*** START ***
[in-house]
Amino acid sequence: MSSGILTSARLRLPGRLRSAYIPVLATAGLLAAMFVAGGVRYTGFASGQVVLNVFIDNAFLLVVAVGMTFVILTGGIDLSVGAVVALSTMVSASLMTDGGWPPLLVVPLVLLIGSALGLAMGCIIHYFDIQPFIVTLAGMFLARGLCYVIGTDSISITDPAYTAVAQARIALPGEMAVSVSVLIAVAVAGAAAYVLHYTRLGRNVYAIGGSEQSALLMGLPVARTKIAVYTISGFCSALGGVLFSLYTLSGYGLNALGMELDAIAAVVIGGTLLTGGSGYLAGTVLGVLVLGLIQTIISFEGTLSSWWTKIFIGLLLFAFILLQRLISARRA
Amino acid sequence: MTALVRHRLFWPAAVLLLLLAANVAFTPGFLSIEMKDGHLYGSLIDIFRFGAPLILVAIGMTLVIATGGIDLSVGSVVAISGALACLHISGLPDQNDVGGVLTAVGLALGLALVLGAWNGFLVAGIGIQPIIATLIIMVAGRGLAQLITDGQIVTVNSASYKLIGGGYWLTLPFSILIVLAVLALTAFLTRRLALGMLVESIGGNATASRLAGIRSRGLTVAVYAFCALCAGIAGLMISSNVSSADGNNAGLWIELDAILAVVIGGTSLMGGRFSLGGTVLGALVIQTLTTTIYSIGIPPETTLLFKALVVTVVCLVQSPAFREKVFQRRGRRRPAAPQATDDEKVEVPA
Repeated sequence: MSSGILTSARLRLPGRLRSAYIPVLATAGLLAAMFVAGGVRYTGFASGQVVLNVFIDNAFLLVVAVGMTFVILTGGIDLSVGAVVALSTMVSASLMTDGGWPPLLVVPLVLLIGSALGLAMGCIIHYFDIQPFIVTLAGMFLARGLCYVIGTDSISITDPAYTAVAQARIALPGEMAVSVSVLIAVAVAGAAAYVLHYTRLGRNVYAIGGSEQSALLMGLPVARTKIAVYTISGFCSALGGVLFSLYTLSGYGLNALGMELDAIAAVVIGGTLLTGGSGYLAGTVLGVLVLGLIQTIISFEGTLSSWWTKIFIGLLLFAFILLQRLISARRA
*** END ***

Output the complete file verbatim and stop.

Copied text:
[in-house]
Amino acid sequence: MSSGILTSARLRLPGRLRSAYIPVLATAGLLAAMFVAGGVRYTGFASGQVVLNVFIDNAFLLVVAVGMTFVILTGGIDLSVGAVVALSTMVSASLMTDGGWPPLLVVPLVLLIGSALGLAMGCIIHYFDIQPFIVTLAGMFLARGLCYVIGTDSISITDPAYTAVAQARIALPGEMAVSVSVLIAVAVAGAAAYVLHYTRLGRNVYAIGGSEQSALLMGLPVARTKIAVYTISGFCSALGGVLFSLYTLSGYGLNALGMELDAIAAVVIGGTLLTGGSGYLAGTVLGVLVLGLIQTIISFEGTLSSWWTKIFIGLLLFAFILLQRLISARRA
Amino acid sequence: MTALVRHRLFWPAAVLLLLLAANVAFTPGFLSIEMKDGHLYGSLIDIFRFGAPLILVAIGMTLVIATGGIDLSVGSVVAISGALACLHISGLPDQNDVGGVLTAVGLALGLALVLGAWNGFLVAGIGIQPIIATLIIMVAGRGLAQLITDGQIVTVNSASYKLIGGGYWLTLPFSILIVLAVLALTAFLTRRLALGMLVESIGGNATASRLAGIRSRGLTVAVYAFCALCAGIAGLMISSNVSSADGNNAGLWIELDAILAVVIGGTSLMGGRFSLGGTVLGALVIQTLTTTIYSIGIPPETTLLFKALVVTVVCLVQSPAFREKVFQRRGRRRPAAPQATDDEKVEVPA
Repeated sequence: MSSGILTSARLRLPGRLRSAYIPVLATAGLLAAMFVAGGVRYTGFASGQVVLNVFIDNAFLLVVAVGMTFVILTGGIDLSVGAVVALSTMVSASLMTDGGWPPLLVVPLVLLIGSALGLAMGCIIHYFDIQPFIVTLAGMFLARGLCYVIGTDSISITDPAYTAVAQARIALPGEMAVSVSVLIAVAVAGAAAYVLHYTRLGRNVYAIGGSEQSALLMGLPVARTKIAVYTISGFCSALGGVLFSLYTLSGYGLNALGMELDAIAAVVIGGTLLTGGSGYLAGTVLGVLVLGLIQTIISFEGTLSSWWTKIFIGLLLFAFILLQRLISARRA